Grand Junction Probate Lawyer
Colorado has two forms of Probate; Informal and Formal. The purpose of Probate is to settle the claims of creditors, file and pay the deceased' taxes, manage the estate assets until the estate is closed, and distribute the assets to the beneficiaries.
Certain circumstances require the Formal Probate of an estate, but sometimes Formal Probate is merely desirable to extend an additional degree of protection to the Personal Representative. Both types of Probate commence with the appointment of the Personal Representative, the person who will be in charge of administering the estate.
If the deceased had a Will, he is said to have died "testate." On the other hand if the deceased died without a valid Will he is said to have died "intestate." Formal Probate can involve either a testate or intestate estate and is required if there is: (1) a dispute as to the validity of a Will; (2) a dispute as to who should serve as Personal Representative; (3) evidence the estate is insolvent; (4) a missing or unknown heir or devisee (a person named as a beneficiary in a Will); or (5) a contested claim that a common law marriage exists.
Additionally, Formal Probate is the required forum if the Will is Holographic (hand written) or if it is a non-traditional Will. Formal Probate Proceedings are conducted before a judge who holds a hearing to resolve any disputes or issues. Since Formal Probate is complicated and requires that all interested parties be notified of the hearing and be given the opportunity to participate, it is prudent to hire an experienced and knowledgeable Probate Lawyer to guide you through the process.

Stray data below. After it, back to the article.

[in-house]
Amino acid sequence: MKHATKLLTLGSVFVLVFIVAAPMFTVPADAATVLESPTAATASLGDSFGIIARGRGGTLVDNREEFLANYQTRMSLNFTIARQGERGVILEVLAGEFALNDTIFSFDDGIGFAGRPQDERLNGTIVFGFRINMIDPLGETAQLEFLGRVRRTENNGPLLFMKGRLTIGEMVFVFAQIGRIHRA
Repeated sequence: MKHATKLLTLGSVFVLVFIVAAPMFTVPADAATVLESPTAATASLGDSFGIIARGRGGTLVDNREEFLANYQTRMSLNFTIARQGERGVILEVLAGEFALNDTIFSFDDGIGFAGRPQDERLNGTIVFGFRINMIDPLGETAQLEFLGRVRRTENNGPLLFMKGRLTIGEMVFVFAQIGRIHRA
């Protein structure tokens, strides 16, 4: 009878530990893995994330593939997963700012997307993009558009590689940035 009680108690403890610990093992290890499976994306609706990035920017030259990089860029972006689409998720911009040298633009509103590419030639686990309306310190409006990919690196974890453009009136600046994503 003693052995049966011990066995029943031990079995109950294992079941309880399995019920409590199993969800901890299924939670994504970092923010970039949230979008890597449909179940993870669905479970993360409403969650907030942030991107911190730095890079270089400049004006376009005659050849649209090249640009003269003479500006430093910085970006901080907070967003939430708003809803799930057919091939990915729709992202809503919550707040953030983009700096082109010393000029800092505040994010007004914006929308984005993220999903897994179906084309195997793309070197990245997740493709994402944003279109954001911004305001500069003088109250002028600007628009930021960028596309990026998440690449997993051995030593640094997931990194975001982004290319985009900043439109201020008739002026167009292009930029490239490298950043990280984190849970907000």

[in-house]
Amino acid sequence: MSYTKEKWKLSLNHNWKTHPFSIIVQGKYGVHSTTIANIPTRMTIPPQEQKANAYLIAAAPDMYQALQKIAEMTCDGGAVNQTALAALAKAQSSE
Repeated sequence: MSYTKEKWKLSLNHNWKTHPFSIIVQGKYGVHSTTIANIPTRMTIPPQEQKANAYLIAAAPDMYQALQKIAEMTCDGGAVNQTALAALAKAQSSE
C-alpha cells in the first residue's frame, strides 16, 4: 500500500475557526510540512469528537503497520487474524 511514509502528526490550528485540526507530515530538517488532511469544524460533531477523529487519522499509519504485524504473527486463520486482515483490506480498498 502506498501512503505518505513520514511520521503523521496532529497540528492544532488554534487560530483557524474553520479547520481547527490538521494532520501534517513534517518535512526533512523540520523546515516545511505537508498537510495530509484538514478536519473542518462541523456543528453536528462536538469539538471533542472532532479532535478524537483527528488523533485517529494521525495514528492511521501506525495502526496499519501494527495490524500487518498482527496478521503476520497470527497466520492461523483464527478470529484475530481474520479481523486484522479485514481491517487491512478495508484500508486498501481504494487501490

Formal Probate Procedure
The procedure is started by the party designated as Personal Representative in the Will (or an interested person if there is no Will) filing a Petition for Formal Probate of the Will and Formal Appointment of the Personal Representative. After notice is given to all interested parties (heirs and beneficiaries) a court hearing is held. Any interested party may attend the hearing with or without legal counsel. All contested issues and disputes will be handled at the hearing and will result in an order being issued by the court opening the estate and appointing a Personal Representative.
After the estate is opened the Personal Representative must: (1) publish a notice to creditors informing them as to how and when claims are to be submitted: (2) have the assets of the estate appraised; (3) prepare an inventory of the estate assets and file it with the court; (4) provide an interim accounting to the court and to the beneficiaries; (5) file the decedent's final tax return as well as a federal estate tax return if the deceased had a taxable estate; (6) obtain approval by the court of the proposed schedule of distribution; (7) distribute the estate assets to the designated beneficiaries; and (8) obtain an order from the court closing the estate and discharging the Personal Representative. Most Formal Proceedings take a least one year and may take even more time if there are estate tax issues and/or protracted disputes and probate litigation involving the heirs or creditors.
Probate Lawyer in Grand Junction
The Law Offices of James A. Littlepage, a Grand Junction Probate and Estate Planning firm, has been helping clients since 1993 in handling Probate matters. Mr. Littlepage has prepared over 2,000 estate plans and recently was recognized with a 2015 and 2016 Five Star Estate Planning Attorney℠ award. In 2014, 2013, 2012, 2011 and 2010 he received the Five Star Wealth Manager℠ award, as seen in 5280 and ColoradoBiz magazines. For legal advice and assistance in Probate matters, please contact the Grand Junction Probate Lawyer at the firm for a free 30 minute consultation for estate planning and probate.